Cunningham’s next battle was with the Admiralty. Facing a major crisis in the Atlantic and fearing that the balance of power had shifted to Italy’s Regina Marina, Cunningham was ordered to prepare to abandon the eastern Mediterranean. Calling the move “a major disaster,” Cunningham stressed Malta’s strategic importance and his confidence in both keeping Malta supplied and the Regina Marina at bay. The Admiralty relented.

Adm. Sir Andrew Browne Cunningham

The Emir Mansur, son of King Ibn Saud of Saudi Arabia, with Adm. Sir Andrew Cunningham, Commander in Chief Mediterranean, and Capt. Barry, the captain, on the quarterdeck of Cunningham’s flagship, HMS Queen Elizabeth, during the Emir’s visit to the fleet at Alexandria. Two of the battleship’s twin 15-inch gun turrets and its superstructure can be seen in the background. Note the crew lined up for inspection around the edge of the deck. Despite his reputation as a fighting admiral, Cunningham showed diplomatic skills during his time in the Mediterranean. Imperial War Museum photo

Finally able to turn his attention to the real enemy, Cunningham acted. Cunningham’s success over the Regina Marina in the Battle of Taranto, the historic first carrier aircraft attack on enemy warships (and, ominously, a guide for the Imperial Japanese Navy’s attack on Pearl Harbor), and the Battle of Cape Matapan, were instrumental in causing the Italian naval command to shift to a Fabian strategy of a fleet-in-being.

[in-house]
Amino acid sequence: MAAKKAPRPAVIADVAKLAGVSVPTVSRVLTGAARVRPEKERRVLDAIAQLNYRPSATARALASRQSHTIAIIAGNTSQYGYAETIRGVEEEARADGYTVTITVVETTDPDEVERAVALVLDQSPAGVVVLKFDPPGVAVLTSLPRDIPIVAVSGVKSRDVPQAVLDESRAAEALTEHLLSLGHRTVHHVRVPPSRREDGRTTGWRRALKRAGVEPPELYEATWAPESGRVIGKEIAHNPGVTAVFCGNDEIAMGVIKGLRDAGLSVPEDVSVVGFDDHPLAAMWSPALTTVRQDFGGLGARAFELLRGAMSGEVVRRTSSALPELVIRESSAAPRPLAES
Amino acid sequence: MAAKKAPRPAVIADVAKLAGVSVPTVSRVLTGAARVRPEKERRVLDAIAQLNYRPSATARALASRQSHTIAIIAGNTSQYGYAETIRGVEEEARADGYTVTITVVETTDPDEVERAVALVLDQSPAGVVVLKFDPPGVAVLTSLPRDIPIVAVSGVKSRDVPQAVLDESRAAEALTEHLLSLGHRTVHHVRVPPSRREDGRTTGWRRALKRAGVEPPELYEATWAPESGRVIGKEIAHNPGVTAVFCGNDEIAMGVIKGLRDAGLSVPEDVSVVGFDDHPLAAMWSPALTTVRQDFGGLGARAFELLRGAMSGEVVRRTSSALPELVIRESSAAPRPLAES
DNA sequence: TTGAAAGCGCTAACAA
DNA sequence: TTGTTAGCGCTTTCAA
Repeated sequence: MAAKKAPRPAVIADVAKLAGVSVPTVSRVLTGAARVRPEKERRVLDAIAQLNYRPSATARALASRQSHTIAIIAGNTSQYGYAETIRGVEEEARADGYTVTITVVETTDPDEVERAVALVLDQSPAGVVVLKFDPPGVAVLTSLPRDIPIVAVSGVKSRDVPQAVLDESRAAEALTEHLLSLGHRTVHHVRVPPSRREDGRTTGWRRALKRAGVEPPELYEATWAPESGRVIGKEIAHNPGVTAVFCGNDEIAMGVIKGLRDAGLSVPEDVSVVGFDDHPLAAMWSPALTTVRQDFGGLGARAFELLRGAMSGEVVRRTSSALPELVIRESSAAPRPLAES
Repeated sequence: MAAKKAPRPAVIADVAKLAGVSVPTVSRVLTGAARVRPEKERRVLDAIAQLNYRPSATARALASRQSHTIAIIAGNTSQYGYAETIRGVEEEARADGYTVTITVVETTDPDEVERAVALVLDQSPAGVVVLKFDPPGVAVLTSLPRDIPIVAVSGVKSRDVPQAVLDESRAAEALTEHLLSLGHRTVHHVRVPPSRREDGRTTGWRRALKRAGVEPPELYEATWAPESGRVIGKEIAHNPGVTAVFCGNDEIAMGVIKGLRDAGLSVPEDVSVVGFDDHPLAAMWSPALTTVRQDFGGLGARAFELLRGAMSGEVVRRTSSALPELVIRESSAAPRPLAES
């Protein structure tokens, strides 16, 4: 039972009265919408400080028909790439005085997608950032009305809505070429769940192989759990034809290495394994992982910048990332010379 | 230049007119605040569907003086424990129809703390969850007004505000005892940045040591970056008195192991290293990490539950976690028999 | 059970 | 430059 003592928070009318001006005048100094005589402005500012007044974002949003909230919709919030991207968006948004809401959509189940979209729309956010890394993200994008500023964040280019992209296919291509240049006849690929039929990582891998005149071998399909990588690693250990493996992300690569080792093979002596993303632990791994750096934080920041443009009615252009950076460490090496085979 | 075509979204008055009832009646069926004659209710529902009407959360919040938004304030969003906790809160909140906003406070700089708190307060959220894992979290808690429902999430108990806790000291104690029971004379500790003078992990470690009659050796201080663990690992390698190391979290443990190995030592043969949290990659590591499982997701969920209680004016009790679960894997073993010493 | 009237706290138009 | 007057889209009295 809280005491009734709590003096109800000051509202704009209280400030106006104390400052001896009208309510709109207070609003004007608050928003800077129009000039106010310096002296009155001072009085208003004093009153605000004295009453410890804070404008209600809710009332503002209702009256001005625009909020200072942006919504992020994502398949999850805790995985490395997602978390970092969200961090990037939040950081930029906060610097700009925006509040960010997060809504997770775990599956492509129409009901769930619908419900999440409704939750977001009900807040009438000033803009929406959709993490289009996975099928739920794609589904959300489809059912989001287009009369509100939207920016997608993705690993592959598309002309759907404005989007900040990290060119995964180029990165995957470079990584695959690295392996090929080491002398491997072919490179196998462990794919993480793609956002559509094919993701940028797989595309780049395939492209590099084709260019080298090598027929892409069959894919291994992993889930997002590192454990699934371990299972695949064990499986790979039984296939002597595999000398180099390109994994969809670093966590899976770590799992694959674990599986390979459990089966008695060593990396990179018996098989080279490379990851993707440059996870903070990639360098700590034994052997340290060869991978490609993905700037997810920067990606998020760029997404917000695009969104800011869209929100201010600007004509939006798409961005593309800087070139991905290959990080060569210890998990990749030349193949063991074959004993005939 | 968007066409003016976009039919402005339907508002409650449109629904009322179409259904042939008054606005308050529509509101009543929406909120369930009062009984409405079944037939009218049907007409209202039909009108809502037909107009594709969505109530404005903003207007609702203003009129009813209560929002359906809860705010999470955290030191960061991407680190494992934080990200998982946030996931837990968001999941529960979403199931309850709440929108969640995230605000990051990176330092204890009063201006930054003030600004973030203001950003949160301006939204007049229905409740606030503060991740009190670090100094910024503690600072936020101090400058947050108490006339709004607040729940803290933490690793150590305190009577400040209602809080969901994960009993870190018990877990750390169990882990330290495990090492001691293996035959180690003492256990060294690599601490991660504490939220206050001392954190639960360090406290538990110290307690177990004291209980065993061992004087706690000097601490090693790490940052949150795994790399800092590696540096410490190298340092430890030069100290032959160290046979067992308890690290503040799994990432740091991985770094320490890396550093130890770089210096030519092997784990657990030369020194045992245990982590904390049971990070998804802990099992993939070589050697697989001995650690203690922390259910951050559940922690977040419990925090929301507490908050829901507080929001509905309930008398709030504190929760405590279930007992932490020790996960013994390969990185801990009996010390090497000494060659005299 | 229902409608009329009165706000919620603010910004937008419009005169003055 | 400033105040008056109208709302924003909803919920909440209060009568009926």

Taranto and Matapan were rare high points during a period more known for its lows. The Malta supply convoys suffered horrendous losses, as did the fleets responsible for evacuating the British Army from Greece and, particularly, Crete, where the Italian commando force Decima Mas scored a significant victory at Suda Bay.

“The staunchest of campaigners when it came to supporting a policy agreed to amongst ourselves, no matter what inclement winds might be brought to bear on it.”

Worse was Decima Mas’ successful raid at Alexandria, which tipped the naval balance of power in the Axis’ favor. Fortunately, Cunningham weathered that crisis, because Germany refused to supply fuel to the Italian Navy.

Cunningham became First Sea Lord on Oct. 4, 1943. He would come under criticism for not being as aggressive in the IGS conference room as he was on the warship deck. There is some merit in that criticism.

Adm. Sir Andrew Browne Cunningham

King George VI, accompanied by Adm. Sir Bertram Ramsay and the First Sea Lord, Adm. Sir Andrew Cunningham, touring the beaches at Normandy in a DUKW amphibious vehicle, June 16, 1944. Imperial War Museum photo

But Chief of the Imperial General Staff Gen. Sir Alan Brooke, famous for his savage critiques of colleagues and political leaders, was singularly effusive with his praise of the admiral. In an addendum to his Oct. 21, 1943, diary entry he wrote, “I found him first and foremost one of the most attractive of friends, secondly a charming associate to work with, and finally the staunchest of campaigners when it came to supporting a policy agreed to amongst ourselves, no matter what inclement winds might be brought to bear on it.”

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DWIGHT JON ZIMMERMAN is a bestselling and award-winning author, radio host, and president of the...